Friday Focus: LifeStyles of Maryland

LifeStyles of MarylandFounded in 1998, LifeStyles of Maryland works to increase the quality of life for individuals and their families struggling with poverty and homelessness. Guided by the idea of “service through service”, the organization works to increase the quality of life for so many through the programs and resources they provide. We caught up with the organization’s Executive Director, Sandy Washington, for this week’s Friday Focus.

Q: Tell us about your organization (who you serve, what you do, etc.).

A: LifeStyles is a compassionate care center that provides a multitude of services for those that are homeless or at risk of becoming homeless. These services range from basic safety net needs like food and clothing to self-sustaining services: shelter/housing, transportation, free tax preparation, homeless prevention and re-housing services. LifeStyles believes in serving as a one-stop-shop of resources to assist those in need with what they need, or to connect them with other services that are available.

Our staff and volunteers are members of the community and serve as advocates for those that are less fortunate. Not only do we provide needed services, but we assist persons in receiving services from other agencies, and many times walking them through the process of receiving much-needed benefits.

Q: What is your favorite “moment” (example of how your organization helped)?

A: One of my favorite “moments” is when we had a veteran single mother of a three year old who had suffered a domestic violence incident and was brought to our office. During the time that we have worked with her, we have provided her with housing, assisted her in obtaining public service benefits, and now have received a Veterans Administration Subsidized Housing (VASH) voucher through the U.S. Department of Veterans Administration and will be transitioning into her own place. She is now receiving counseling services, and is in a more stable place to handle being on her own.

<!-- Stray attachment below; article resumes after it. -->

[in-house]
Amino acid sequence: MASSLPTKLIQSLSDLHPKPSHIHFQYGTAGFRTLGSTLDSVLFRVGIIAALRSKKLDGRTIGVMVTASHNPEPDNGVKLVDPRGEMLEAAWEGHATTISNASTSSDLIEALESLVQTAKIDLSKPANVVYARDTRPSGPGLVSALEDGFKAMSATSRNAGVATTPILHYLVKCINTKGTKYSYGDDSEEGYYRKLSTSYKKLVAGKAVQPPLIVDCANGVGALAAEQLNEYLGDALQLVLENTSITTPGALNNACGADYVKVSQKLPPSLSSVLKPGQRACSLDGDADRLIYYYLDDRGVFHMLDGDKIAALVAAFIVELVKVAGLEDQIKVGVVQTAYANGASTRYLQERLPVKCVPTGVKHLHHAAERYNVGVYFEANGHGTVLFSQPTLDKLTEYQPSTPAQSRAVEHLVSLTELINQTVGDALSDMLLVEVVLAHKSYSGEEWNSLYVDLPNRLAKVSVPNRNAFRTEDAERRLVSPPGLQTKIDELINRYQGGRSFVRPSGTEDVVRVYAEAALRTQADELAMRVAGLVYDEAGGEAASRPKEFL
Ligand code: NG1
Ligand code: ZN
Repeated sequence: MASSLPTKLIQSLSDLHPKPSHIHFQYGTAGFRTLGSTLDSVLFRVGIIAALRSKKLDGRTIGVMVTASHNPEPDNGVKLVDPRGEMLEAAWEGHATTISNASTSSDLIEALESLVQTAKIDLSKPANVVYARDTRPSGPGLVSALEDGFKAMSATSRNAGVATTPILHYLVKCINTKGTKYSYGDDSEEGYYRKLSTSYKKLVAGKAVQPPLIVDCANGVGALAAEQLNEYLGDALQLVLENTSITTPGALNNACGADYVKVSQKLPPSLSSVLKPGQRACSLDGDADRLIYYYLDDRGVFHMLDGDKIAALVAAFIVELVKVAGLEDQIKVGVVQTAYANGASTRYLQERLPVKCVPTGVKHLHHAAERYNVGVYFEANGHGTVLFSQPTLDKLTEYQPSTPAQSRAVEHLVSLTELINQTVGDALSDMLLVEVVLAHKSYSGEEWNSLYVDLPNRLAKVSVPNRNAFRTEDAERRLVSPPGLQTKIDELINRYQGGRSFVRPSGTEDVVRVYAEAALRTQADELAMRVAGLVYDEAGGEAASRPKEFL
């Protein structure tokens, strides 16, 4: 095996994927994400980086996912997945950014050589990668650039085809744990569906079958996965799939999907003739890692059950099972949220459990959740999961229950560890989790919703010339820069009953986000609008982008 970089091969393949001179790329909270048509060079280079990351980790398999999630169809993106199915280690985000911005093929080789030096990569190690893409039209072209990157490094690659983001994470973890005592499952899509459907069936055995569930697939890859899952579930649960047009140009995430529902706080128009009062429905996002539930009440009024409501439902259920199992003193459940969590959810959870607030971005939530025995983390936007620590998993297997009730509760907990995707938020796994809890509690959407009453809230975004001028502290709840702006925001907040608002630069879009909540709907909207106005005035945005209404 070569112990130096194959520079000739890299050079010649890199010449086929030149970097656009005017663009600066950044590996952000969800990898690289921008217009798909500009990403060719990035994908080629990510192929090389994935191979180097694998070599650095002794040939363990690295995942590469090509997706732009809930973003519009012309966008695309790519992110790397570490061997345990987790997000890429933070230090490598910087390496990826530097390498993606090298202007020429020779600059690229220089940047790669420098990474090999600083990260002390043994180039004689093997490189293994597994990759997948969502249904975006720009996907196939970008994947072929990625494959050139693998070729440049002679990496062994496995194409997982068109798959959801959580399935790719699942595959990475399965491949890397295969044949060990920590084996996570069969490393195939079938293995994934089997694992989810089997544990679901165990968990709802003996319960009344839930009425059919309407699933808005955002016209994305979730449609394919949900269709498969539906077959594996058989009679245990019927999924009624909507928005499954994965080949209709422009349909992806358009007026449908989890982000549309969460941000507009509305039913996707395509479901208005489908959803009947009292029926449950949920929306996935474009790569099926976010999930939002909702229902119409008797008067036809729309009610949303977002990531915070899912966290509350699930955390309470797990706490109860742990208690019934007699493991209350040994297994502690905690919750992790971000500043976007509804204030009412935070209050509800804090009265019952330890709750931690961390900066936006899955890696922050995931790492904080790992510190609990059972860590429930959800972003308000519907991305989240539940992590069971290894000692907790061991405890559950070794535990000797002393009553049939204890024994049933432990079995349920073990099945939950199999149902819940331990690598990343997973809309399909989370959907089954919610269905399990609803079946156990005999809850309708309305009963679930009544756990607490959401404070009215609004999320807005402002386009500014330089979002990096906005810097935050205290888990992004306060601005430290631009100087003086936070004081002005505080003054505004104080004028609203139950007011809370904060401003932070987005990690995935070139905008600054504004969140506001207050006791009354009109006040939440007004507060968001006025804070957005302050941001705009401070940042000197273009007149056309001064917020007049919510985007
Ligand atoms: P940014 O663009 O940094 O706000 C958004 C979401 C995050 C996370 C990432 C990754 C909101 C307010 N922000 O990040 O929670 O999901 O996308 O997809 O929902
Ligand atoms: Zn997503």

Q: What is your biggest challenge?

A: Our biggest challenge is raising sufficient financial resources to serve the growing needs of the community. The organization had to move when the building we operated from was sold. Since our move in October 2013, our new office facilities have accommodated three times the number of clients we served previously. Those that are homeless and come to receive day services (i.e., showers, mail, laundry, food, and clothing), and those that are suffering from the emergency needs of maintaining or receiving housing and transportation services would experience a significant gap if we were not here. Since our move, we have had increased operational costs to include increased rent and utility costs that have made it challenging to maintain a quality level of service. Our “Safe Nights” program has had a historically high number of participants, as high as 52 persons per night. With the increased number of participants, it has increased our fuel costs of transporting persons to and from the shelter host site, depleted our VanGO ticket inventory, and has caused a need for an increased amount of staff to be on site.

Q: How can people get involved with your organization?

A: There are multiple ways that people can get involved with our organization. We welcome volunteers to assist in the following ways: provide donations of food or gently used clothing or assist with the distribution of those items; provide “anytime meal lunches” for persons who don’t have access to cooking facilities; provide administrative support; assist as a volunteer case worker or care coordinator; serve as a volunteer tax preparer; and assist with financial donations for persons in need of homeless prevention services. They can contact Margaret Payne for more volunteer opportunities: 301-609-9900 ext. 201, or

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